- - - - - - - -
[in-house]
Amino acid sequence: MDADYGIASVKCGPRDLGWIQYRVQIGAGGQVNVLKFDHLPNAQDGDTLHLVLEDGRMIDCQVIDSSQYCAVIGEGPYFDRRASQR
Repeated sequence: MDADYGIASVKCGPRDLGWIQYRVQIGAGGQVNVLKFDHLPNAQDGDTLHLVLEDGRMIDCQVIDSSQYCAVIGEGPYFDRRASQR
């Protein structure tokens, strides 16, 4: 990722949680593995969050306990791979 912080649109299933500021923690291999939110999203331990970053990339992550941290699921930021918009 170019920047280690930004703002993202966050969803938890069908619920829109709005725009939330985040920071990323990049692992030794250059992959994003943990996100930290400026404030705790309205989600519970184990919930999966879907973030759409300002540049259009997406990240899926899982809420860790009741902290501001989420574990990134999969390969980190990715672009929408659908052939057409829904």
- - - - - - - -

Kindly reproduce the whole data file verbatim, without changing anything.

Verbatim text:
[in-house]
Amino acid sequence: MDADYGIASVKCGPRDLGWIQYRVQIGAGGQVNVLKFDHLPNAQDGDTLHLVLEDGRMIDCQVIDSSQYCAVIGEGPYFDRRASQR
Repeated sequence: MDADYGIASVKCGPRDLGWIQYRVQIGAGGQVNVLKFDHLPNAQDGDTLHLVLEDGRMIDCQVIDSSQYCAVIGEGPYFDRRASQR
């Protein structure tokens, strides 16, 4: 990722949680593995969050306990791979 912080649109299933500021923690291999939110999203331990970053990339992550941290699921930021918009 170019920047280690930004703002993202966050969803938890069908619920829109709005725009939330985040920071990323990049692992030794250059992959994003943990996100930290400026404030705790309205989600519970184990919930999966879907973030759409300002540049259009997406990240899926899982809420860790009741902290501001989420574990990134999969390969980190990715672009929408659908052939057409829904």